• 7.5/10
    SEASONS OF THE WOLF - Once In A Blue Moon - 7.5/10


Label: Earth Mother Music
Release date: July 4, 2007

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Ever since their self-titled debut about a decade ago, Florida’s Seasons Of The Wolf have managed to stand out in the flourishing underground Metal market, being about as far from showcasing a “Metal-by-numbers” routine as is possible. Perhaps the band, whose nucleus consists of the Waddel brothers Wes on vocals and Barry “Skully” on guitar, plus keyboardist Dennis “Dr. Samurai” Ristow, had already been together some eight years prior to releasing their debut, enabling them to conjure up a style and carve a niche all their own. Ever since, various outlets and sources have tried to justifiably label the band; tags such as “Gothic brand of Power Metal,” “Traditional American Heavy Metal with a new twist,” even “Psycho-Hippie-Doom-Metal” and “New Age Metal” have been uttered. Indeed, the band roams within Classic-styled Metal and infuses it with further dark overtones, with lyrics often barring horror, fantasy, and futuristic-styled themes.

Once In A Blue Moon, Seasons Of The Wolf’s fourth release, has been some three years on and off in the making whilst the band was in search for a new rhythm combo. Thus, a series of drummers and bass players have lent their skills to the creation of this album. Although six years have passed since the band’s last offering, Nocturnal Revelation, and the addition of a new rhythm combo, musically the band’s recipe of pushing its envelope remains. Seasons Of The Wolf’s overall uniqueness is probably mainly due to the charismatic blend of Skully and Ristow’s playing and arrangement ideas, while the odd voice of Wes could be described as a mixture of sorts of Tim Baker (Cirith Ungol) and original Metal Church howler David Wayne, further helping the band being instantly recognizable.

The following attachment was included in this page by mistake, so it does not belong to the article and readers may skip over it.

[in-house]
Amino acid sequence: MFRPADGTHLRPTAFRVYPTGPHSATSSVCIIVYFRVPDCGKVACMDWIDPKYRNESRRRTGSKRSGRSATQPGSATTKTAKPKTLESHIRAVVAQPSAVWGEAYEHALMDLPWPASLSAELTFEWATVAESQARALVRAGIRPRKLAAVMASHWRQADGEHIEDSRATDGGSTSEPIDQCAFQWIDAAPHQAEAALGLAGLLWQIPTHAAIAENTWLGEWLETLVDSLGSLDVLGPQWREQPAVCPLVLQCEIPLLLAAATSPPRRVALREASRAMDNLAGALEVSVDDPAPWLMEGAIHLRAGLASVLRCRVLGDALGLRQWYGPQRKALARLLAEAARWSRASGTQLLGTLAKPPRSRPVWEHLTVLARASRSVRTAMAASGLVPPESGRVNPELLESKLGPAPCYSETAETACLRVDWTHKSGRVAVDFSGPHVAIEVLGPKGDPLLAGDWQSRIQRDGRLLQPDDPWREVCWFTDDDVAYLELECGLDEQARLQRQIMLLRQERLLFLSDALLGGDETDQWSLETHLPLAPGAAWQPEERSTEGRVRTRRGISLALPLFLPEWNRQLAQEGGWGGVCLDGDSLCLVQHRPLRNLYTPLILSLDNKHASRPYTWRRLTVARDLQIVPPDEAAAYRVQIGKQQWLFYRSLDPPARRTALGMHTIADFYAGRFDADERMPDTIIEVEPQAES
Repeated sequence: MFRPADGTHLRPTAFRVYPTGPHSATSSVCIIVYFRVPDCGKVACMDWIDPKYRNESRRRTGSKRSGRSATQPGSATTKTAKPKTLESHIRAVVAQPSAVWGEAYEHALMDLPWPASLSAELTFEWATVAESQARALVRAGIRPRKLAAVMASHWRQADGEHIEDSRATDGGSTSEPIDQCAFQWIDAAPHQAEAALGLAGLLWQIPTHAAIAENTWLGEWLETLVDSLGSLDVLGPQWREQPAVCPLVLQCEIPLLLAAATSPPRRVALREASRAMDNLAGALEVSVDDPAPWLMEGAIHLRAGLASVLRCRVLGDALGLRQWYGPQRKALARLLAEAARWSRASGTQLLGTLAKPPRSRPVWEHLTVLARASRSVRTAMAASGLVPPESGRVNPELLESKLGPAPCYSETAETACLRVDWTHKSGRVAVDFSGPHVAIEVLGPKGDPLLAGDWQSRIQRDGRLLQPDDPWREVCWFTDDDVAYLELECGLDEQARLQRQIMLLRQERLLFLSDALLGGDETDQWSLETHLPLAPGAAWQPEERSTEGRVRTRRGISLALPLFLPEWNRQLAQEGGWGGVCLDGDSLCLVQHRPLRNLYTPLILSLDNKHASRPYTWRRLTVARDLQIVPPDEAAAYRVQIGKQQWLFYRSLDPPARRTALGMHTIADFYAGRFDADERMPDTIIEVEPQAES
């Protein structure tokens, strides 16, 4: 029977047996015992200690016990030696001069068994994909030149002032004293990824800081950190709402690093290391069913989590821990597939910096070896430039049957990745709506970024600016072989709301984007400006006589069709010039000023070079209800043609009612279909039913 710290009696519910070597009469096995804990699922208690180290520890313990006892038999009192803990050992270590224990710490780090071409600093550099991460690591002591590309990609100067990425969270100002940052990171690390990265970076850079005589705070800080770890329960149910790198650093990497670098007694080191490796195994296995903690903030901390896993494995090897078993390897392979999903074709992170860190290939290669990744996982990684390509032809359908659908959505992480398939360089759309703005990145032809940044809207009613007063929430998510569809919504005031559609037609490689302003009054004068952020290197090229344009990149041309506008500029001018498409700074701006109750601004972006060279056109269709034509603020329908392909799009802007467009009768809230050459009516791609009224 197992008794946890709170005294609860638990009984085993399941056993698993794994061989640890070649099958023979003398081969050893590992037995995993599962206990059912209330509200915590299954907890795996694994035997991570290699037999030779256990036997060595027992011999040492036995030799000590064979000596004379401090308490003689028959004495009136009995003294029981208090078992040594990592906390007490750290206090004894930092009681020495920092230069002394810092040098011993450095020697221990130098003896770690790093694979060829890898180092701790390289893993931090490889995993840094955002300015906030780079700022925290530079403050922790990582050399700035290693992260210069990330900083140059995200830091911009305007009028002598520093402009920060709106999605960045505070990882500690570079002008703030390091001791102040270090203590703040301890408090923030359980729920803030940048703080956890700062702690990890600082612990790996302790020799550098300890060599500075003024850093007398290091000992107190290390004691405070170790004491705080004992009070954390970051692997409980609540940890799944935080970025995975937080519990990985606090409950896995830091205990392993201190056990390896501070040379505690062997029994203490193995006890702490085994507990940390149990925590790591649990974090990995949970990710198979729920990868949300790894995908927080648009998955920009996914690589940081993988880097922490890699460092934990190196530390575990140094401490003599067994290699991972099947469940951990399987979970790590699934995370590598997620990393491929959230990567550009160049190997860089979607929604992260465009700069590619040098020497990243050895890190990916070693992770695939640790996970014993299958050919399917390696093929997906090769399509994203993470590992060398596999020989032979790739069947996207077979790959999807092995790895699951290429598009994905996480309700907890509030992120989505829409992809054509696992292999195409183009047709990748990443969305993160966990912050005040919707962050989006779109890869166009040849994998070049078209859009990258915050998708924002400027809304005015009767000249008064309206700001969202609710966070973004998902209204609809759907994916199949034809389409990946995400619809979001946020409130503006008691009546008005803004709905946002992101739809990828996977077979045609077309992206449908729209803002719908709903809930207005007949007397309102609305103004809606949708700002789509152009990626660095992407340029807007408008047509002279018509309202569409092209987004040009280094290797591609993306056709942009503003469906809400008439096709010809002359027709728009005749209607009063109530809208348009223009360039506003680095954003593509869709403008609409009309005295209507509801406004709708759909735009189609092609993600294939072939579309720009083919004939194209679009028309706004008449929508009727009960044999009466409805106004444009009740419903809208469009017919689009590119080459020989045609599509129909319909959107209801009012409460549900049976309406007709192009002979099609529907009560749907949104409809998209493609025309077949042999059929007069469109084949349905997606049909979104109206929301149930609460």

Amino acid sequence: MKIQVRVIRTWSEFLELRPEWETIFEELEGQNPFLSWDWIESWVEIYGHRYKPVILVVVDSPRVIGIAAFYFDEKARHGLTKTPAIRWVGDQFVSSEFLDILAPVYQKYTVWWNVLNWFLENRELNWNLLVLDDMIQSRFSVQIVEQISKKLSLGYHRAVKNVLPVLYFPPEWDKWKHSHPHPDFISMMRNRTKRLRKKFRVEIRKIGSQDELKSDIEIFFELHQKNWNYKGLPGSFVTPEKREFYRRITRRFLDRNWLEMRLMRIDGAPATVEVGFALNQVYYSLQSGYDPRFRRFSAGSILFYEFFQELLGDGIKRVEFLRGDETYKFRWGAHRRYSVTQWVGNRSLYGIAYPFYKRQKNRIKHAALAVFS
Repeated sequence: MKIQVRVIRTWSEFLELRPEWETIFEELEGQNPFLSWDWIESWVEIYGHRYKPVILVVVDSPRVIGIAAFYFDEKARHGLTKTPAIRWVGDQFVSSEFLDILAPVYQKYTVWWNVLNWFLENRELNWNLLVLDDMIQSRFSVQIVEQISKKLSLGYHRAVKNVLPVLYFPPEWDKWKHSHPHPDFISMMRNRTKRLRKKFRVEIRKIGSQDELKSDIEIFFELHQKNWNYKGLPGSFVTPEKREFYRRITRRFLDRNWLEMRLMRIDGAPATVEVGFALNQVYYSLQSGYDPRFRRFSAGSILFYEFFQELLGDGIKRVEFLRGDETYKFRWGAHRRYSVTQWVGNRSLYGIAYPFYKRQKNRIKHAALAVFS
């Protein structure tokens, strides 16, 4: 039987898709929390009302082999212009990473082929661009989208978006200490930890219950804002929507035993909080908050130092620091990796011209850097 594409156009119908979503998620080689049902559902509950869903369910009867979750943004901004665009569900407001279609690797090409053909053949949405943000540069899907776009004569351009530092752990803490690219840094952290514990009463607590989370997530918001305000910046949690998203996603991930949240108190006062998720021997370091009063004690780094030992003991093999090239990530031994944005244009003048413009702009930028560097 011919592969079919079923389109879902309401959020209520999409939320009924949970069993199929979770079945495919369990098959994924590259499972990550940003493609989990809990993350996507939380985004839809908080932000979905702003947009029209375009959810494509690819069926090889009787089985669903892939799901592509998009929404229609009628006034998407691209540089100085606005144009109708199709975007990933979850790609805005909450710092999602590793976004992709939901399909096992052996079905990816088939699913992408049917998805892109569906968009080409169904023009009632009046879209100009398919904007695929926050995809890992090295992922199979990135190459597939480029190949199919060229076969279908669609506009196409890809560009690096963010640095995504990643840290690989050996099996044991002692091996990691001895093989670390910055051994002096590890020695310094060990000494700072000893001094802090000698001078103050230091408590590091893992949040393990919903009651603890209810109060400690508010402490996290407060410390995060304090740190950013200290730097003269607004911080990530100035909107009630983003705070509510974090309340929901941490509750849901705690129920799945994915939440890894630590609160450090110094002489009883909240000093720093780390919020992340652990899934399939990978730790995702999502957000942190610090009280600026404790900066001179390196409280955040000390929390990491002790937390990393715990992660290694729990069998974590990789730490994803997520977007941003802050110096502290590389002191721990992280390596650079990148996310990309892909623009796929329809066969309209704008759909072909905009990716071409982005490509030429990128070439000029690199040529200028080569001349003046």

“Ghost Woman,” a tale of mourning and eventually joining one’s deceased loved one on the other side, starts off with Church organ-like keyboards before a driving riff encompasses it. As usual with Seasons Of The Wolf, hard-hitting material, such as ”Wings Of Doom” and “Peace On Earth” are intertwined with slower numbers. “Nikhedonia,” the werewolf’s quest for its next feed, demonstrates the band’s knack for this, as does “In The Shadows” where they truly hit their stride in providing an atmosphere that is so often unfortunately lacking in music. Maybe because of this talent, Seasons Of The Wolf have provided soundtracks to several films, and indeed, the instrumental “Alien Landscapes” would make a very fitting theme for Sci-fi imagery on the screen. The band also tackles pure Traditional Metal well with “Battle Scars,” both where arrangement and lyrical dealings are concerned.

A beast that is multi-facet in its trait’s, Seasons Of The Wolf portrays all seasons and more with their music. Once In A Blue Moon is a welcome return of a band that offers something different and slightly unpredictable to the jaded listener.


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